Home country bias
In terms of market capitalization, the U.S. represents approximately 36% of the world market capitalization. Almost two-thirds of the world’s companies by market capitalization reside outside the U.S. Investors would be foolish to ignore two-thirds of the world. And yet despite the fact that the U.S. has less than 5% of the world’s population, only 22% of global GDP, and only 36% of global market capitalization, U.S. investors have 85% of their investments in U.S. assets. This is called the “home country bias.” And it’s not just a U.S. phenomenon; it’s common around the world. Japanese investors have most of their investments in Japanese assets. European investors have most of their investments in Europe. And so on, for virtually every region around the world. The reason the home country bias exists is simply unfamiliarity. The first lesson of Anthony Bourdain, then, is this: Get comfortable with the unfamiliar. Be willing to enter “parts unknown.”
Is the international investing story over?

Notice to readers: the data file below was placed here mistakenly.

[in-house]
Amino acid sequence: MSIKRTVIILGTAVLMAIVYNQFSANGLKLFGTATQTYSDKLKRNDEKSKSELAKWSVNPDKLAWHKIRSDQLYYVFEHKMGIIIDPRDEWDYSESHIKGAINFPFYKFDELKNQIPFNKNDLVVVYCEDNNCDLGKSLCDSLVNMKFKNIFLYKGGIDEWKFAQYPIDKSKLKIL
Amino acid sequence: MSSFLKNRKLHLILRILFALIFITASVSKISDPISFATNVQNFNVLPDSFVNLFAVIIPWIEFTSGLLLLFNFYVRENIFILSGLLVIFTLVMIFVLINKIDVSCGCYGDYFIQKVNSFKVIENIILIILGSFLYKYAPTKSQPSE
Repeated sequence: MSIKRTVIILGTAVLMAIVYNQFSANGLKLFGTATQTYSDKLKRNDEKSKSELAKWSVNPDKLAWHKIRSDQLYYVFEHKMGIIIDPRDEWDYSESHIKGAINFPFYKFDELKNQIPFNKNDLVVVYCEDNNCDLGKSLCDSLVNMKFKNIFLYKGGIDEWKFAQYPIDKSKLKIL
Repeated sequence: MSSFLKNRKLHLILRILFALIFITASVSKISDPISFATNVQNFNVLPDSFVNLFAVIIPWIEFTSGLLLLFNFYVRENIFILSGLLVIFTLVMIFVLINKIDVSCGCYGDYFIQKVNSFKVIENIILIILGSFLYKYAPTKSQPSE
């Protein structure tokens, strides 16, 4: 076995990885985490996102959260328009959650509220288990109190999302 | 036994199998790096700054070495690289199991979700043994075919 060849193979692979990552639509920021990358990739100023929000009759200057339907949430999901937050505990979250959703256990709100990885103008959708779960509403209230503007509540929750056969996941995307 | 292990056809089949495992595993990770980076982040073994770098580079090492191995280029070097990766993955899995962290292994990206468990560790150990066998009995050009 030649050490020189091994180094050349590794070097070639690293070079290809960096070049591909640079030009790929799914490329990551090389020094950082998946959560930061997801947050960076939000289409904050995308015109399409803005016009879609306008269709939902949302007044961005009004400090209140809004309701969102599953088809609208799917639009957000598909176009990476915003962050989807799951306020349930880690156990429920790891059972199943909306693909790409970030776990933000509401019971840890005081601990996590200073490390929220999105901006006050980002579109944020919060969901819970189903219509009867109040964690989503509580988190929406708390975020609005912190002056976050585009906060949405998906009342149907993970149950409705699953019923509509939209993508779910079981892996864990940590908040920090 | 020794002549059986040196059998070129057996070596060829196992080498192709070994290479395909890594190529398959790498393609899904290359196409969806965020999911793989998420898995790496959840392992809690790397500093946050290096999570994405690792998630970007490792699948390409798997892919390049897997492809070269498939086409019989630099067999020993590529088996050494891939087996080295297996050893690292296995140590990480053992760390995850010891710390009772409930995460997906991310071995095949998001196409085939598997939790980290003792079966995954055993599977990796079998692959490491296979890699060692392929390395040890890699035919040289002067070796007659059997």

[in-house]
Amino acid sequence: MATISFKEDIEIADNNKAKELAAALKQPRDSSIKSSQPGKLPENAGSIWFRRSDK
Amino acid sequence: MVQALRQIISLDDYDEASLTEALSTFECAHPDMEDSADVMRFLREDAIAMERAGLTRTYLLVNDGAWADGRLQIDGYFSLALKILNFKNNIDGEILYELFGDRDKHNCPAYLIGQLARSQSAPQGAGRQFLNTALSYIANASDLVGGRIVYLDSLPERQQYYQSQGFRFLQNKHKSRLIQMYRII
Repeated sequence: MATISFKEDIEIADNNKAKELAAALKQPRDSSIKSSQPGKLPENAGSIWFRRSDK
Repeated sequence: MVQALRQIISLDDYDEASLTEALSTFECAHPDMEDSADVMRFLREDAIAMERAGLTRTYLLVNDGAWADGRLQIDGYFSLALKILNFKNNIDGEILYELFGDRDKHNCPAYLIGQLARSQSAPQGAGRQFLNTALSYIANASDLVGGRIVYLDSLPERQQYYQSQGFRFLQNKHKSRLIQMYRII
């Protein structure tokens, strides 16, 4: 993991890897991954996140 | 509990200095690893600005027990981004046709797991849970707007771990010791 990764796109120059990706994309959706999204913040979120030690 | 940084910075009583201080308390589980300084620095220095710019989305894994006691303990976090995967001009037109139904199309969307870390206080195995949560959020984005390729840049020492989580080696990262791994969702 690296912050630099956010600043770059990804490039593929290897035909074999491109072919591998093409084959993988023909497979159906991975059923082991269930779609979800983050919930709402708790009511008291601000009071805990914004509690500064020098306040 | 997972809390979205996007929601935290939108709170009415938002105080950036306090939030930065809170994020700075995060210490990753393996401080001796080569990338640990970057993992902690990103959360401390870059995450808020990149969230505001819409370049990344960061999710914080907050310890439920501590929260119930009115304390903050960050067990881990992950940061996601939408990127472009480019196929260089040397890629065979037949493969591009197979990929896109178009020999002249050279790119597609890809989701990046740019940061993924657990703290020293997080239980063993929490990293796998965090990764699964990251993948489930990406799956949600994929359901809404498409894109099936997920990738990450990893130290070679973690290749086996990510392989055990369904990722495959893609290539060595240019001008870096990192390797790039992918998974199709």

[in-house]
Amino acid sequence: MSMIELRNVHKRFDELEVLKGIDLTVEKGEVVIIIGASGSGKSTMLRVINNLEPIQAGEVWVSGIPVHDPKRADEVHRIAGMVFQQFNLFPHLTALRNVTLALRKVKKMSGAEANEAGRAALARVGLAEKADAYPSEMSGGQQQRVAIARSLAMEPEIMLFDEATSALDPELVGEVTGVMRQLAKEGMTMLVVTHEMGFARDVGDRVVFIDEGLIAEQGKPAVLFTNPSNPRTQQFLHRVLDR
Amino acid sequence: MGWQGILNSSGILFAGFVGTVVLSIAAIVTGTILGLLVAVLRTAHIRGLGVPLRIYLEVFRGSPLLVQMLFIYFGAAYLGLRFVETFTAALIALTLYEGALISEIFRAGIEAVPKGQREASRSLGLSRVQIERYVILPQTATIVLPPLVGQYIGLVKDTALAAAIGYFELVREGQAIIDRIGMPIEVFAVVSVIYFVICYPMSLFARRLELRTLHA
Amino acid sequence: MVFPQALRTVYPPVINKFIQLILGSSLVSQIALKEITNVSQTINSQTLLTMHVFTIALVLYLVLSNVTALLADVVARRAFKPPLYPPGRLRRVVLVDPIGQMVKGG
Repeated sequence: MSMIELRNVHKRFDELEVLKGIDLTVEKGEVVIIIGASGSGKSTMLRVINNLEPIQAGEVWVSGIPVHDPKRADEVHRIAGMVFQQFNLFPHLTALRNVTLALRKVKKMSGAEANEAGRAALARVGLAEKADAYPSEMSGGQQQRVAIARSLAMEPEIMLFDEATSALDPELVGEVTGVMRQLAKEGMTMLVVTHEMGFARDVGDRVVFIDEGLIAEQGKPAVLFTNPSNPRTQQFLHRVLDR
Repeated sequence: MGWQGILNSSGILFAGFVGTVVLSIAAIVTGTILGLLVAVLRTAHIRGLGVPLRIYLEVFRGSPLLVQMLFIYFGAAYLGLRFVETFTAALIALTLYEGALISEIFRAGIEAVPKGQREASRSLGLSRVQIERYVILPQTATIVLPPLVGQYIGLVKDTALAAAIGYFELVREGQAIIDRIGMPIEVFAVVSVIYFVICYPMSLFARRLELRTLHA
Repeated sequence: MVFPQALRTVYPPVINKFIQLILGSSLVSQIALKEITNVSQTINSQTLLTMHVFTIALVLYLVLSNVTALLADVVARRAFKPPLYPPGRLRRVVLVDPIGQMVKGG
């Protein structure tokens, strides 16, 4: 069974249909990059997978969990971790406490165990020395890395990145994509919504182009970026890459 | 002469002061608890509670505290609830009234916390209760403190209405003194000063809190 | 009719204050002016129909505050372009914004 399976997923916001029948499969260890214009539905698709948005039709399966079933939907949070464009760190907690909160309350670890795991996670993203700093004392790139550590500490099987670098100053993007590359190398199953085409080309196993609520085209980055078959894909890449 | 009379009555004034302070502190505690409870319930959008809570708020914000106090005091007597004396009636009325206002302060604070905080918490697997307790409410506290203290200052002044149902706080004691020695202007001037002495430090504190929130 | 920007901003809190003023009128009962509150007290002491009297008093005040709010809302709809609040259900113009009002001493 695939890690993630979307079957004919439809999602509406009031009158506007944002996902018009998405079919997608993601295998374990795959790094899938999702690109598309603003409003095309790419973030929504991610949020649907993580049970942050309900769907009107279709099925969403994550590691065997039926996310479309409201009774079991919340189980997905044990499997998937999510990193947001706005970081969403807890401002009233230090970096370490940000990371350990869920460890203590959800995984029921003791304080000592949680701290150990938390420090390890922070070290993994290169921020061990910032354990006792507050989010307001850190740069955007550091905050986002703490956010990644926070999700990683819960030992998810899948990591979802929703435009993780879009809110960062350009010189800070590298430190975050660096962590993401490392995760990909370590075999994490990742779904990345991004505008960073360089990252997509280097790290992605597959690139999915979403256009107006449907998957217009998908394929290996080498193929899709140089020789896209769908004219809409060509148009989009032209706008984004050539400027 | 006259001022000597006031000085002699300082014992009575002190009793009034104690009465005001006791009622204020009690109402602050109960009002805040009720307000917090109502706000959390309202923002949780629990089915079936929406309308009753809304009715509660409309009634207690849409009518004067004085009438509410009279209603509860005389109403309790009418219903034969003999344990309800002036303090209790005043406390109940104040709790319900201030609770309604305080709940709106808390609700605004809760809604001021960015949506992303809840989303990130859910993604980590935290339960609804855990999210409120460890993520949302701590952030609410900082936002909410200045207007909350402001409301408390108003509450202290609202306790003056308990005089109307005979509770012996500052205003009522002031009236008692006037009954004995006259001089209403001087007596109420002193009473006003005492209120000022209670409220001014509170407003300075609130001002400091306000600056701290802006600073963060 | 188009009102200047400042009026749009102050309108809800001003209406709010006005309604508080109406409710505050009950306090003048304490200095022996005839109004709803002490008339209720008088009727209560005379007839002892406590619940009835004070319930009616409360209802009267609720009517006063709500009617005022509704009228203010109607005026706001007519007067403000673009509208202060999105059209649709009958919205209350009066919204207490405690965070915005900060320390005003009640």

We have long been proponents of international investing and have had exposure to international investments for quite some time. Last year, we benefited nicely from that exposure as international stocks rose sharply, with the MSCI ACWI ex-USA Index up nearly 28% on a total return basis. Last year was the first time since 2010 that international stocks outperformed U.S. stocks. In the wake of the financial crisis, the U.S. had been the best house on the block – one of the first to embark on an economic recovery from the Great Recession, driven by the Federal Reserve’s aggressively accommodative monetary policy. The rest of the world lagged the U.S. in recovering, but it’s now finally catching up. The world had entered a global synchronized expansion: a period when every region around the world was growing. But now that thesis is being called into question – due to rising interest rates in the U.S.; a rising dollar; a flattening of the yield curve; softness in Europe (e.g., U.K., France), the rise of populism in Italy; slowing growth in China; market turmoil in Italy, Turkey, Argentina, and Brazil; and especially, now, escalating trade tensions and the increasing possibility of a global trade war. A global trade war – which would likely impact business and consumer confidence and cause a severe falloff in demand, as well as disruptions in supply chains around the world – could bring the global synchronized expansion to a halt. This has investors worried. After last year’s strong gains, international stocks have experienced a pullback this year as investors grapple with these issues.